The nascent field of “energy humanities” was created jointly in 2013 by the Petrocultures Research Cluster at the University of Alberta and the Center for Energy and Environmental Research in the Human Sciences (CEHNS) at Rice University. Both initiatives are at the centre of the dialogue emerging between energy and the humanities, on the basis that “today’s energy and environmental dilemmas are fundamentally problems of ethics, habits, values, institutions, beliefs, and power—all traditional areas of expertise of the humanities and humanistic social sciences” [21]. CEHNS articulates a pluralistic vision in which “the expertise and leadership of” scientific and engineering research into energy is informed by the “need to better understand” the values, beliefs and institutional practice “that brought us to our present dilemmas if we are to hope for meaningful change.” Collectively, they maintain that “it is thus imperative that we find ways to bring the expertise of the arts, humanities and social sciences more directly to bear on scientific research, technological planning and policy discussions” [22]. The recognition of this imperative is the subject of active investigation at other energy humanities initiatives, including: The Energy in the Humanities Group, University of Toronto; The Future of Energy Initiative, Harvard University; and in art: The Energies and Environments Research Group, University of New South Wales.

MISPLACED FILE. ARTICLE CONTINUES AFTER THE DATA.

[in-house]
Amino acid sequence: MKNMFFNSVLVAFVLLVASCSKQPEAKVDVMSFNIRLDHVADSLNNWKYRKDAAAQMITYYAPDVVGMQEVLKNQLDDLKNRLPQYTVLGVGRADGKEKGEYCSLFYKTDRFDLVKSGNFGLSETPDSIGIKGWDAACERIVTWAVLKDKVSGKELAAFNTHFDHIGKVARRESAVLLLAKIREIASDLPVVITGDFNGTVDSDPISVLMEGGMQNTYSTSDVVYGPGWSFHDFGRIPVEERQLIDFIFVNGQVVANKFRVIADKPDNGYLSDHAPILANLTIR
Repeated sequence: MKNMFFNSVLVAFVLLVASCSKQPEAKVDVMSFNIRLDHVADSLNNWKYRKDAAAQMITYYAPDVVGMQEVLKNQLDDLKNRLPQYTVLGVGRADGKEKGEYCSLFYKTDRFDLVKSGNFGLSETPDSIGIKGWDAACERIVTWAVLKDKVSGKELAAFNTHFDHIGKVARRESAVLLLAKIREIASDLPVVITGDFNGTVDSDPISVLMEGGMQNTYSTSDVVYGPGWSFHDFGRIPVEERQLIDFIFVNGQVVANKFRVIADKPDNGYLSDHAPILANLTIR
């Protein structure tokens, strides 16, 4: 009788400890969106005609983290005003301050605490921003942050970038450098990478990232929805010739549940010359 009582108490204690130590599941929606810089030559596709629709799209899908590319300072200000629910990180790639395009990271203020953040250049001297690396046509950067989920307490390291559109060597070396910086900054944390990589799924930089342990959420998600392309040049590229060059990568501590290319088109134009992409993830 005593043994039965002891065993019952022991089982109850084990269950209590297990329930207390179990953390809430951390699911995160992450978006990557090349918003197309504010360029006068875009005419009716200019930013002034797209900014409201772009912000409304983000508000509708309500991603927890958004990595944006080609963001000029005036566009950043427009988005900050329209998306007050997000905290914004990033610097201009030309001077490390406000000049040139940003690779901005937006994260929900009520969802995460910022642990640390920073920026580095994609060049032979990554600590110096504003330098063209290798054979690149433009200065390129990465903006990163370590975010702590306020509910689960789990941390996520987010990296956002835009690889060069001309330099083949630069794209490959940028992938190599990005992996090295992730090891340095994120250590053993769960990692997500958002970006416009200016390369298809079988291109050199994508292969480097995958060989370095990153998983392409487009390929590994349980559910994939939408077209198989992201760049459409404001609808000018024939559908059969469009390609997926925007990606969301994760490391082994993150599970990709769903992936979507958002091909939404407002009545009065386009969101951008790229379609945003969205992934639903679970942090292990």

Of the rapidly increasing number of energy humanities conferences, Energy Cultures in the Age of the Anthropocene is broadly representative. Staged at the University of Iowa in March 2015, the conference aimed to “curate a humanistic effort to make sense of humans’ relationship to energy and to come to terms with living in what many now consider to be the Age of the Anthropocene” [23]. In a similar vein, CENHS’s twitter tagline, where one has 160 characters to articulate a mission statement, is “The Center for Energy and Environmental Research in the Human Sciences at Rice University assembles artists and scholars to think about our planet’s future” [24].